The poem has a very precise linear movement which finds its logical conclusion in the description of the tree's top branches. At the same time it remains fixed within the compass of a single object, leaving the object to express its own universal regenerative significance. What makes this poem especially interesting is that it would seem to be a minute description of the tree in Stieglitz's photograph "Spring Showers" (see photo): Williams' description of the tree in its environment of pavement, gutter, and trickling water, as well as his emphasis on its young branches bung with cocoons, and on the trunk which suddenly divides itself at half its height, makes it correspond so minutely to the facts of Stieglitz's photograph that the possibility of coincidence seems highly unlikely.
Williams, in fact, seems to have come to the conclusion that he need not limit his poetry to a description of the incidents fixed by the camera eye of his own imagination, but that he might just as effectively make poems out of the visual records of experience presented in those paintings, drawings, or photographs which caught his fancy. Beginning with the Twenties an ever larger part of his writing began to consist of such materials. His stories and essays are filled with descriptions, often fragmentary, of pictures remembered, and in many of his poems we come across sudden thumbnail sketches of specific works by his favorite painters. Not infrequently, as in "Young Sycamore," he would make a painting the basis for a whole poem. Sometimes he would openly acknowledge such a poem's derivation, or he would give an oblique hint, such as in the title of his poem "Classic Scene," which is based on Sheeler's painting "Classic Landscape"; but usually be would give no indication at all that a poem was based on a painting or photograph, rather than on an incident taken directly from reality.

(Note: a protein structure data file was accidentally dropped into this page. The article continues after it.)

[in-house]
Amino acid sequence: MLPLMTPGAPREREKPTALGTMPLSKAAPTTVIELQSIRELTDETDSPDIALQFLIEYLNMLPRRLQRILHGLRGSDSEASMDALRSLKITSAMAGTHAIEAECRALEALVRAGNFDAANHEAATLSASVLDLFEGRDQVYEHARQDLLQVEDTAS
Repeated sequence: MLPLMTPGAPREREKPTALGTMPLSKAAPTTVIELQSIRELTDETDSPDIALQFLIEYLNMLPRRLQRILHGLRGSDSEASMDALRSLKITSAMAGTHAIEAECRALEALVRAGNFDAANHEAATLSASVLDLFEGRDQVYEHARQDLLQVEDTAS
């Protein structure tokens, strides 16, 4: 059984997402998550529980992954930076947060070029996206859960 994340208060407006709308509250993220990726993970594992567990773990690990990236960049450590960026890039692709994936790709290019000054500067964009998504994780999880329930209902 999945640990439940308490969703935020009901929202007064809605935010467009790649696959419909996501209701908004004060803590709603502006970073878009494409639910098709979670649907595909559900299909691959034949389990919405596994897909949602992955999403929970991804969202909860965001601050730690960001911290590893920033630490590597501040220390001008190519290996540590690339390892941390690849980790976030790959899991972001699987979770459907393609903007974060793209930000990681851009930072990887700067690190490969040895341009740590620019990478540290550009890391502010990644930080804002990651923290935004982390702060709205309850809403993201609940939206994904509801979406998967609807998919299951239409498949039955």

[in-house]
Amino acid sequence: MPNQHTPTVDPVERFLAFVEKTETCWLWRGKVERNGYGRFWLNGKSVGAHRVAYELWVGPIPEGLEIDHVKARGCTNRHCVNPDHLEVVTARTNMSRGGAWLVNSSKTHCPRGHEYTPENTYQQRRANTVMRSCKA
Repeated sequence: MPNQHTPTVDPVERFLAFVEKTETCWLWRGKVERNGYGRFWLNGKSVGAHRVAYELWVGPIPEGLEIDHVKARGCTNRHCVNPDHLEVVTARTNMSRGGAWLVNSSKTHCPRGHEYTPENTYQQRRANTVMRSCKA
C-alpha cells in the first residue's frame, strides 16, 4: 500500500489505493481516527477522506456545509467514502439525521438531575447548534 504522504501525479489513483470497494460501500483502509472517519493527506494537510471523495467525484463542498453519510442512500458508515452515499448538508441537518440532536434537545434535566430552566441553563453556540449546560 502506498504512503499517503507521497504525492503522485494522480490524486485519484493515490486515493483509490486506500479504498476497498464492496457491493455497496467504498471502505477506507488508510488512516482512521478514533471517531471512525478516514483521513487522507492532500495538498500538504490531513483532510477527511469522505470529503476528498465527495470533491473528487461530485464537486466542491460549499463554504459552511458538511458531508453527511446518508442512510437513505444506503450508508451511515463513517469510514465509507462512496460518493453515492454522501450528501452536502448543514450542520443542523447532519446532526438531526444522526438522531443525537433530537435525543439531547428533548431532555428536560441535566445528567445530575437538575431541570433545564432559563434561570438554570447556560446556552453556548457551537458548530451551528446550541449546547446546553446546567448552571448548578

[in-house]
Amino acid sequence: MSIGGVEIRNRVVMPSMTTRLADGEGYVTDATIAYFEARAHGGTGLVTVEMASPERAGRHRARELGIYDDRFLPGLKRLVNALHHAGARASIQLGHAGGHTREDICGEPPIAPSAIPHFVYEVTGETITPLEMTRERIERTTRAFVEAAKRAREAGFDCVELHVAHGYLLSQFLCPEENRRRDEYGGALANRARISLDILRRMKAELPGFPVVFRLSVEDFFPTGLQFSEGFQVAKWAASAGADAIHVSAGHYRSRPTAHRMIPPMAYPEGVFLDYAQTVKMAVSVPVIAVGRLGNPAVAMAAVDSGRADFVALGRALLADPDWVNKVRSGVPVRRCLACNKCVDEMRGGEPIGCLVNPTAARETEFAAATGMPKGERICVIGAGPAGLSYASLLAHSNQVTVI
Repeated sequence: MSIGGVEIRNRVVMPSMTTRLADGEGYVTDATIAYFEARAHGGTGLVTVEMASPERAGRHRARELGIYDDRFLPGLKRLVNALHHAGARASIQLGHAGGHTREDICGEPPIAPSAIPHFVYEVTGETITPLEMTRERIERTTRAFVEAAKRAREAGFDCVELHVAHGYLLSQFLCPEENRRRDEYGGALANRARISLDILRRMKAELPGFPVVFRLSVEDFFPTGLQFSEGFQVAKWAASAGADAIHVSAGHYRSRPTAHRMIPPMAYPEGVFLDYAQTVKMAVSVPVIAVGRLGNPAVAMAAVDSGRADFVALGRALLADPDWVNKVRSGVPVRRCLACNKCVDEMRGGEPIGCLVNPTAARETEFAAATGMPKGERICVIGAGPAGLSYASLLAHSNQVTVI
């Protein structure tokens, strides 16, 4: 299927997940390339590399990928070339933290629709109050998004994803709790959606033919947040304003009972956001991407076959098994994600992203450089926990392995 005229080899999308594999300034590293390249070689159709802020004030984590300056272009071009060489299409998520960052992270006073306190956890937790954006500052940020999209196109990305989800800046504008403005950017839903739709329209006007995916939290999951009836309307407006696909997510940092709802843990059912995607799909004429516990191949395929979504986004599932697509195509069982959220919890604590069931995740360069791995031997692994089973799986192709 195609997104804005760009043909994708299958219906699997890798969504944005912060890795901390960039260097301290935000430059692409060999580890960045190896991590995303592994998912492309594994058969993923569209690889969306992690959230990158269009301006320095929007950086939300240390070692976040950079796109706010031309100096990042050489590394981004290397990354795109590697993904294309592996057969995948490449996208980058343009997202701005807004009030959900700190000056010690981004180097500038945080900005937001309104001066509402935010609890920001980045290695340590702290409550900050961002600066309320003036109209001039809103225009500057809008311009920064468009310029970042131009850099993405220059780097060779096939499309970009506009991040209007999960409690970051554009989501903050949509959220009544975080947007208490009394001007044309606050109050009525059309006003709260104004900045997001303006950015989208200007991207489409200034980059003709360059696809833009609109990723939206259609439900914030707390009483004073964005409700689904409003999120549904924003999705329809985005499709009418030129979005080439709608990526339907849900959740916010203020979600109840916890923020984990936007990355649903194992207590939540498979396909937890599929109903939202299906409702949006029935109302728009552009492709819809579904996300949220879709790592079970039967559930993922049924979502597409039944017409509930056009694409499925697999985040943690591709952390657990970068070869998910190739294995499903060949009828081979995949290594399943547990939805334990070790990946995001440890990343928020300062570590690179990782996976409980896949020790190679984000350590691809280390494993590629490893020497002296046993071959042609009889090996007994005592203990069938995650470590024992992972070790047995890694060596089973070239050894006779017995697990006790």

Williams was "a great gallery-goer" during the Twenties and Thirties. He "saw Stieglitz often and if there was an exhibit of the French masters or any show at the Modern Museum or the Whitney gallery," he was sure to be there. It is therefore very likely that among the many poems which seem based on personal observation of elements in nature or the city, a number are in fact records of what the poet observed in the visual constructions of other artists. For Williams, who, after all, regarded a work of art as a perfectly autonomous, perfectly "real" object, this must have seemed a legitimate practice. . . .
From Cubism, Stieglitz, and the Early Poetry of William Carlos Williams. Copyright © 1969 by Princeton University Press.